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Re^3: A working strategy to handle AUTOLOAD, can(), and (multiple) inheritance without touching UNIVERSAL?

by SilasTheMonk (Chaplain)
on Aug 31, 2009 at 18:10 UTC ( #792423=note: print w/replies, xml ) Need Help??


in reply to Re^2: A working strategy to handle AUTOLOAD, can(), and (multiple) inheritance without touching UNIVERSAL?
in thread A working strategy to handle AUTOLOAD, can(), and (multiple) inheritance without touching UNIVERSAL?

All credit to lodin for working on a subject that I just happened to be thinking about. I have quickly found that it is quite an old subject however - for example: Why breaking can() is acceptable and Class::AutoloadCAN.

Also I am actually none the wiser. The order is as follows:

  1. If you stop using AUTOLOAD the Perl::Critic shuts up.
  2. If you must use AUTOLOAD you generally have to overload 'can'. sub can {return 1;} seems to work for me.
  3. Actually the above is wrong since 'can' is supposed to return a reference to the subroutine. But how do I do that when the subroutine is AUTOLOAD?
  4. I see a lot of modules offering solutions but I don't feel inclined to trust them. I think I would rather write code that I understand and depends on modules that look plausible.

Edit: This seems to work.

# In class implementing AUTOLOAD for everything. sub can { my $self = shift; my $method = shift; return sub { my $self = shift; .......... return ....; }; } sub AUTOLOAD { my $self = shift; my @method = split /::/, $AUTOLOAD; my $param = pop @method; my $c = $self->can($param); return &$c($self); }
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Re^4: A working strategy to handle AUTOLOAD, can(), and (multiple) inheritance without touching UNIVERSAL?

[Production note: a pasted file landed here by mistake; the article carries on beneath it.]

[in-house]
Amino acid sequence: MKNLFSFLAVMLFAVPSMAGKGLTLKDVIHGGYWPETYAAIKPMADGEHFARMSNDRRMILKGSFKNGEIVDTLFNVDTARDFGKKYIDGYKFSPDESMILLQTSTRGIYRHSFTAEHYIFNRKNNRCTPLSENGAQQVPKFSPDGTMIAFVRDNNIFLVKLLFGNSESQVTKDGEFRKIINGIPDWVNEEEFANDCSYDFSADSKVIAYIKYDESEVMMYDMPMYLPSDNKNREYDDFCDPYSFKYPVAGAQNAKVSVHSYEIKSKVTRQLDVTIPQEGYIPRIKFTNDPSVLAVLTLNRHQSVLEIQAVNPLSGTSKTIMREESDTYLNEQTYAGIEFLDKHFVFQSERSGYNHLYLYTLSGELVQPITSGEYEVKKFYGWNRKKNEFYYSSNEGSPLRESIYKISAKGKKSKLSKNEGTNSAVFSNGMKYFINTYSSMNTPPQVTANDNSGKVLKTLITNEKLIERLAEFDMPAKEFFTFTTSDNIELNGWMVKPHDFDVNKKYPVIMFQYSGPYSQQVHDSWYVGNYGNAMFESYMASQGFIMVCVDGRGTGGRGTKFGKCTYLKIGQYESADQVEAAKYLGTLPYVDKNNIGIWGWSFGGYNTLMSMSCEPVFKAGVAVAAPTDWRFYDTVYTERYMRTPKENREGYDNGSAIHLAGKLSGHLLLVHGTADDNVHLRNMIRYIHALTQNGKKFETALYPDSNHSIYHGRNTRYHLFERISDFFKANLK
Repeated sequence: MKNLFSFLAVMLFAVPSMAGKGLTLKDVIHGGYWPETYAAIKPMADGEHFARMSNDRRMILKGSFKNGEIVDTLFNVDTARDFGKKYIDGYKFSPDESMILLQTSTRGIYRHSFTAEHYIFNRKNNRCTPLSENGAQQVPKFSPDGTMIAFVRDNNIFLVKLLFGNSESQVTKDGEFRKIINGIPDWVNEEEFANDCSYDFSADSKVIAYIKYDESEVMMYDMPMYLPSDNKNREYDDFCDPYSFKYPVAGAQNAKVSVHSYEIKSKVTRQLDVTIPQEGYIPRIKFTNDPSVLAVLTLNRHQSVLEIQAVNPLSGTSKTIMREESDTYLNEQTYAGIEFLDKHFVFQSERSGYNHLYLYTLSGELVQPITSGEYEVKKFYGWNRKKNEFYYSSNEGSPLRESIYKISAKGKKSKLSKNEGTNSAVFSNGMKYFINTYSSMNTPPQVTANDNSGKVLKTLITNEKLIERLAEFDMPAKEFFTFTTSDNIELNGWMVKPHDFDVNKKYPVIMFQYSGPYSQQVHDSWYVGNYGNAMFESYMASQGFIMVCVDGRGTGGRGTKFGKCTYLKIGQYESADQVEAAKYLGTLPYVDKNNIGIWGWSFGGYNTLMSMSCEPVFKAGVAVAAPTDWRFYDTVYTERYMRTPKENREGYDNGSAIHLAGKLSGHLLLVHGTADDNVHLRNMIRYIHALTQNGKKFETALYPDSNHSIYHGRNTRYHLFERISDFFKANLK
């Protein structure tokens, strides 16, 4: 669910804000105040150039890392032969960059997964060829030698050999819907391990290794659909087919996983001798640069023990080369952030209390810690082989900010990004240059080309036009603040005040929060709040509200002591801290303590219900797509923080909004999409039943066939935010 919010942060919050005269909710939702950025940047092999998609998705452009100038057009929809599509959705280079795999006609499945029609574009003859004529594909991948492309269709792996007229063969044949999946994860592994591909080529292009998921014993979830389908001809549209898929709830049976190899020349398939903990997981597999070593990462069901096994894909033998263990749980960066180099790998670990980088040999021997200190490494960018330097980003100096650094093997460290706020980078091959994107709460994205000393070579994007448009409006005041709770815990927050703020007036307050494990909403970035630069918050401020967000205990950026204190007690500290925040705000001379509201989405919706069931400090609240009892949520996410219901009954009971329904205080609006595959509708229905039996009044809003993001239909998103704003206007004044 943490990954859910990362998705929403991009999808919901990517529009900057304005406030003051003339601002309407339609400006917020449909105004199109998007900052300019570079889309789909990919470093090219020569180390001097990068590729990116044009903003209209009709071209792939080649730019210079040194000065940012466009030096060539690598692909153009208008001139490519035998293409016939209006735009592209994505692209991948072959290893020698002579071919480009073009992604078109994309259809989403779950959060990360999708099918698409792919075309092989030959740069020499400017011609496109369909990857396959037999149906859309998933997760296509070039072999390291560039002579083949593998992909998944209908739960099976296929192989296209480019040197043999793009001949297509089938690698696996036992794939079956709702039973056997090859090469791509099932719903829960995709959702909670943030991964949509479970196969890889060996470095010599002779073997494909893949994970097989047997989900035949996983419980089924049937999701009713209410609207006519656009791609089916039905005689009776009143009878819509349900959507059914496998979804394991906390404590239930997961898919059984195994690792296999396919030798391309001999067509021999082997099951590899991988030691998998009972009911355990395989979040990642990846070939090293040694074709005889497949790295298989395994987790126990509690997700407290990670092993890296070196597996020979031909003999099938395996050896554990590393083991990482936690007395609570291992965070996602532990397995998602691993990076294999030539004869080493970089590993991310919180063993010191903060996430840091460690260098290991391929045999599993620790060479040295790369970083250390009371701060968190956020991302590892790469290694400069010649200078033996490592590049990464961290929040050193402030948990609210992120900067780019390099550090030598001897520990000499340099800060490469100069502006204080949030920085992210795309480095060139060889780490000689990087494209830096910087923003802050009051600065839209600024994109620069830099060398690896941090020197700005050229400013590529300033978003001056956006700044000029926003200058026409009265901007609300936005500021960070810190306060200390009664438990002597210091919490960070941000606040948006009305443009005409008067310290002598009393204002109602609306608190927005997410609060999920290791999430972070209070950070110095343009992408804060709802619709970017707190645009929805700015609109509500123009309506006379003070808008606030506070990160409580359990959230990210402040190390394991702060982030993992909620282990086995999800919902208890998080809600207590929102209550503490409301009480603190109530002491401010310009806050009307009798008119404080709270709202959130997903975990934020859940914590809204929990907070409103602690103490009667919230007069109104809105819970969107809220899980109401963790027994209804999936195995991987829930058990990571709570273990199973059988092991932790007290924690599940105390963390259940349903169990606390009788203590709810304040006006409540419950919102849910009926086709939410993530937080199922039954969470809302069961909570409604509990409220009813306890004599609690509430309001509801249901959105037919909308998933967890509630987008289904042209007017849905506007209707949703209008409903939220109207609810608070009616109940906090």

by lodin (Hermit) on Aug 31, 2009 at 21:49 UTC

    As the thread here on PM and the two CPAN modules (written by notable Perl people) suggests, this is not as easy as it looks. I think the best way to get it right each time is to find an approach that always acts as "expected", and then put it in a module. I trust a module to be more consistent than me when faced with a repeated problem. :-)

    Regarding your suggestions; it fails to behave like I would expect when it is inherited (and upon object destruction, but to be fair you do not have a constructor).

    { package Foo; sub can { my $self = shift; my $method = shift; return sub { print __PACKAGE__ . ": autoloaded $method\n" }; } sub AUTOLOAD { my $code = $_[0]->can(our($AUTOLOAD) =~ /.*::(.*)/s); goto &$code; } } { package Bar; our @ISA = Foo::; sub new { bless {} => shift } sub bar { print __PACKAGE__ . ": bar\n" } } my $o = Bar::->new; my $m = $o->can('bar'); $o->$m; $o->bar; __END__ Foo: autoloaded bar Bar: bar Foo: autoloaded DESTROY
    In my solution outlined in the root node I handle it by moving the logic that generates the autoloaded subroutine reference to a common routine that both AUTOLOAD and can use. Then I see if UNIVERSAL::can returns anything. If it does it means that AUTOLOAD will not be invoked for $o->bar, so the return value of UNIVERSAL::can should be used instead. (This of course assumes that UNIVERSAL::can is not overloaded to do something else.)

    The remaining logic in the root node is to handle when you use AUTOLOAD in a child class and the parent class also uses AUTOLOAD. This is even rarer, but it is still possible. As you say, it is important to trust a module to handle all edge cases so that you don't end up spending your evening debugging due to the module.

    lodin

      Actually I do have an empty DESTROY but I did not bother copying it. In my case if there is no DESTROY then the program tries to do stuff on a non-existent CGI::Application reference.

      The inheritence question is more interesting. Yes I can see my approach makes no special effort to handle inheritence. But actually I think it would work. Let me put my approach in words.

      1. Avoid AUTOLOAD except where it gives a big gain in loose coupling.
      2. Don't rely on someone else's module. The area is too complicated.
      3. This means you have to craft your own solution, but it is fairly simple.
      4. Define a DESTROY method as bad stuff happens otherwise.
      5. Define a semantically correct "can" function that either returns undef or a CODE ref.
      6. Define the AUTOLOAD function in the fairly standard way based upon the "can" function.
      7. If I were to write a derived class I would either inherit both "can" and "AUTOLOAD" and override less impactful functions; or I would override "can" in the same way and make use of SUPER::can where appropriate.